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Past talks

David Kinley
A New Right to Freedom from Corruption
Professor David Kinley
Wednesday 30 April 2014

Global corruption has reached staggering proportions. Illicit financial flows out of developing countries over the past decade are calculated to be US$8.44 trillion. This is more than ten times what those countries received in aid during that time, and equivalent to the total of all foreign direct investment into the developing world over the same period. As a result, governments are compromised, the law perverted, and human rights trampled.  Corruption pollutes public and private spheres in wealthy states as well as poorer ones.

Australia is no exception, as illustrated by ICAC's investigation of public sector fraud in NSW, the Heydon Royal Commission into unions' finances, and the ongoing criminal investigations into bribery allegations against Australian corporations Securency/NPA and Leighton Holdings. But rather than be a victim of this global "plague" (as Kofi Annan called it), can human rights contribute to its cure? David Kinley argues it can, by way of the creation of a new, free-standing human right in international law - a "right to freedom from corruption".

In this talk David Kinley explains why we need such a new right, what form it should take, and whether it would work in practice.

Date: Wednesday 30 April
Time: 12:30pm  - 1:30pm

Filming:  All RightsTalks session are recorded and each session will be available on the Commission website. Please note that by attending the event, you are releasing and consenting to the use of those photos and video in various forms of media, on the web and in print by the Commission.

Tarik Abdulhak in court
RightsTalk: Khmer Rouge on Trial
Tarik Abdulhak
Monday 14 April 2014

Tarik Abdulhak, an Australian lawyer who has been working at international criminal tribunals since 2004, will present a RightsTalk at the Australian Human Rights Commission on 14 April focused on the alleged Khmer Rouge atrocities in Cambodia.

Tarik, who is a lead prosecution counsel in the trials before the Extraordinary Chambers in the Courts of Cambodia (ECCC), will talk about the mass crime trials before the ECCC, and the Court's institutional and procedural framework.

Pol Pot’s Khmer Rouge regime, which ruled Cambodia for less than four years from 1975, is alleged to have caused the deaths of between 1.75 and 2.2 million people through physical and psychological abuse, starvation, forced labour and executions.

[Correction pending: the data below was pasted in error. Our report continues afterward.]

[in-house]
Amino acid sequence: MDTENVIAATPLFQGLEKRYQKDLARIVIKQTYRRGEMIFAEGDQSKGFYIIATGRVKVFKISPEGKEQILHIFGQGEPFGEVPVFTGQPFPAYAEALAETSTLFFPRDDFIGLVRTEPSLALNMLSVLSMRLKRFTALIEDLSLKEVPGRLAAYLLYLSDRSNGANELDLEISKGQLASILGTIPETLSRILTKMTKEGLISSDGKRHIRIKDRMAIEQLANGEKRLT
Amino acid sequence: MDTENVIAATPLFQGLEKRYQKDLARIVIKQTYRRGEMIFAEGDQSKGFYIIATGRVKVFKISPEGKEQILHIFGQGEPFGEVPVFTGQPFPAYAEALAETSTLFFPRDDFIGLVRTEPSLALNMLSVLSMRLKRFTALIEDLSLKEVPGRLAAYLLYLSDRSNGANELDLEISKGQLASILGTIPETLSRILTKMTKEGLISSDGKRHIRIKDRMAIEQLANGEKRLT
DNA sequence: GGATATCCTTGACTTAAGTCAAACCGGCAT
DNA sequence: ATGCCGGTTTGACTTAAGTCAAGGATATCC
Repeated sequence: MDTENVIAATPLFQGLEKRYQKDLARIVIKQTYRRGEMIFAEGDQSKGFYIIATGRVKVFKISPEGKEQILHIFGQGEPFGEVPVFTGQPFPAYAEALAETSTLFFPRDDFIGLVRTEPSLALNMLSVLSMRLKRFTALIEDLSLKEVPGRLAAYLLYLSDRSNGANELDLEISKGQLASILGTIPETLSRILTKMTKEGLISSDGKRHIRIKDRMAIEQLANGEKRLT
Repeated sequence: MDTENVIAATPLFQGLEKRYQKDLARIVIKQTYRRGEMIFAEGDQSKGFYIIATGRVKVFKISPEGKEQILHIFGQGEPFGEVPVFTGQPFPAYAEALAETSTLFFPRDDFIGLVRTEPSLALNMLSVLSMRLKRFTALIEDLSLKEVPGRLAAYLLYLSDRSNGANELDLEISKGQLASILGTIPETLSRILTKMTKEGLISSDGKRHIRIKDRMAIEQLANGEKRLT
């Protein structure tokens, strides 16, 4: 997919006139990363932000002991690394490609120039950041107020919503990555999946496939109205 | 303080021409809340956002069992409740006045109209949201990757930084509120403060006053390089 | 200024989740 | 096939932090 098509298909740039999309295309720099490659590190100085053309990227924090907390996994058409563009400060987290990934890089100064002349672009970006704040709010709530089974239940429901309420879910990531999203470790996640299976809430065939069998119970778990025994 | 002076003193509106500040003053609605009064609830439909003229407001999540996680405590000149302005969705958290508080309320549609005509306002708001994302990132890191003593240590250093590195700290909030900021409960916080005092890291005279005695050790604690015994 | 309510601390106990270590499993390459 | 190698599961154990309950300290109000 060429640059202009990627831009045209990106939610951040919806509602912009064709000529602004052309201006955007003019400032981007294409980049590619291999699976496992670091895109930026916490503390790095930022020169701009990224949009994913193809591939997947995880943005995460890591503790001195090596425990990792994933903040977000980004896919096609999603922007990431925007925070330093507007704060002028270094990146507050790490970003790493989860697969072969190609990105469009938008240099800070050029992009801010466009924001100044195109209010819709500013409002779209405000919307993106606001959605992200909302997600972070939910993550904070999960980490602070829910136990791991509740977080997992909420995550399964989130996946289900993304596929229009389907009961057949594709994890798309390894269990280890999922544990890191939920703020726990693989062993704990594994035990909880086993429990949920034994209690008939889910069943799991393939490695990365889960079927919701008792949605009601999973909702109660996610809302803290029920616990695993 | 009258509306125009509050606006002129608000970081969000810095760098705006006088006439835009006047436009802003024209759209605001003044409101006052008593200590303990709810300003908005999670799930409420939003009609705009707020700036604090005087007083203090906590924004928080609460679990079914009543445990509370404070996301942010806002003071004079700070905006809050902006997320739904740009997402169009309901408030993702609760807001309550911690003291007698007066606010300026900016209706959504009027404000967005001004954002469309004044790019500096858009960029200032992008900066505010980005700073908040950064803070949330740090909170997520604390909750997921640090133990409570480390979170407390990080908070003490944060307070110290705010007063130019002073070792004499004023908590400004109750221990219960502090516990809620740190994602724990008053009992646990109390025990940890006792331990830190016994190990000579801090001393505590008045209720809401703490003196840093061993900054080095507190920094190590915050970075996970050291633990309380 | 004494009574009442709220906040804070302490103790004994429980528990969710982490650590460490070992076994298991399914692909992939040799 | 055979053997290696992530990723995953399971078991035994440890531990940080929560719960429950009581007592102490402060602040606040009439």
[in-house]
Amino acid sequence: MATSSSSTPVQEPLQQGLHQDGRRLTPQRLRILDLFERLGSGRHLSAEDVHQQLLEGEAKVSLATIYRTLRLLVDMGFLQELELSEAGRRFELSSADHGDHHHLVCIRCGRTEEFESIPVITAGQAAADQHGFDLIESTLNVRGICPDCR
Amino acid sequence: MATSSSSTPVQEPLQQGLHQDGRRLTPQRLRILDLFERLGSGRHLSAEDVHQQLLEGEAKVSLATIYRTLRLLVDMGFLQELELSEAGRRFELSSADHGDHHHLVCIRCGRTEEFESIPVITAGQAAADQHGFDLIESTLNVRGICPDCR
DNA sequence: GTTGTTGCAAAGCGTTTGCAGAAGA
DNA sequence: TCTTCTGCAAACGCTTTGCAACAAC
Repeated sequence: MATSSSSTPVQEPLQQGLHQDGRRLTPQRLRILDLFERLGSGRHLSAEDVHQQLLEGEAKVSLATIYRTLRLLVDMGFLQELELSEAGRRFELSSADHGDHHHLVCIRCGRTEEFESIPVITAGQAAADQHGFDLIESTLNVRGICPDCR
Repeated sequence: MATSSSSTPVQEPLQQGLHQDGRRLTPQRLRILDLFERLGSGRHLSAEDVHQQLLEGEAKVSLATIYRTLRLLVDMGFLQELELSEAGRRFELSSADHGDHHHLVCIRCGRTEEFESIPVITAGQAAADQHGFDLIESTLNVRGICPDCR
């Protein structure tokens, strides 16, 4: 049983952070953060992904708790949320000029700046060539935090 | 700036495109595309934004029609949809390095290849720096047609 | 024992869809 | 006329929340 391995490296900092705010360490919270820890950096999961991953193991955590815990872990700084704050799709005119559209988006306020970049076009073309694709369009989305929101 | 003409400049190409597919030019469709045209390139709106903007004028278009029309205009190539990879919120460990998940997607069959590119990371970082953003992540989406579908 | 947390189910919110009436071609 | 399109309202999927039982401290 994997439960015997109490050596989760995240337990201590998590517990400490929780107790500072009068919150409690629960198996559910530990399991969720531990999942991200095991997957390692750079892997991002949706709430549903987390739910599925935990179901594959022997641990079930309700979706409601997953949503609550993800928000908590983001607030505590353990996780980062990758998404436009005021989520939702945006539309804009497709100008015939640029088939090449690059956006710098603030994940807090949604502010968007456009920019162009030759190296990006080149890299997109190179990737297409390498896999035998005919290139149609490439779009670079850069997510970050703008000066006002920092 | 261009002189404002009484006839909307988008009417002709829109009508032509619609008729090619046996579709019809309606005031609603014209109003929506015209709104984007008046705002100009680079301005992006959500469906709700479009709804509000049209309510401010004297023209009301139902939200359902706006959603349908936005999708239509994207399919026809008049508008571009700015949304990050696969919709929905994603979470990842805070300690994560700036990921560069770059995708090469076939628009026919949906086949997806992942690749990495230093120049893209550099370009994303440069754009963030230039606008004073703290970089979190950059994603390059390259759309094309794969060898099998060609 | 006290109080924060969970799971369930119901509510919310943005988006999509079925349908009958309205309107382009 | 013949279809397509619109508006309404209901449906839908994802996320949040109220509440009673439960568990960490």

While in power, the Khmer Rouge broke up families, closed down courts of law, schools and markets, abolished money, religion, television and newspapers, and effectively eliminated all human rights. The Khmer Rouge are also alleged to have targeted religious and ethnic minorities for extermination.

The Extraordinary Chambers in the Courts of Cambodia were established in 2006 by the United Nations and the Royal Government of Cambodia to bring to trial leaders of the Khmer Rouge regime and others considered responsible for these atrocities.

The cases brought before the ECCC include charges of Genocide, Crimes Against Humanity and grave breaches of the 1949 Geneva Conventions. Case 002, which involves the surviving senior leaders of the Khmer Rouge regime, is one of the largest prosecutions since World War II in terms of its geographic and temporal scope and the number of alleged victims.

Date: Monday 14 April
Time: 5:30pm – 6:30pm

Filming:  All RightsTalks session are recorded and each session will be available on the Commission website. Please note that by attending the event, you are releasing and consenting to the use of those photos and video in various forms of media, on the web and in print by the Commission.

International Women's Day logo
International Women’s Day
Mariah Kennedy, Yarie Bangura, Ella Cuthbert, Heidi Beck
Wednesday 26 February 2014


RightsTalk: The voices of young women inspiring change in Australia today.

The Australian Human Rights Commission, in partnership with the YWCA, will host a special International Women's Day RightsTalk to hear from some of the young women that are inspiring change in Australia today.

This panel will explore the challenges, issues and inspirations of young women today as they negotiate equality in leadership, financial independence and career opportunities.

Panellists include: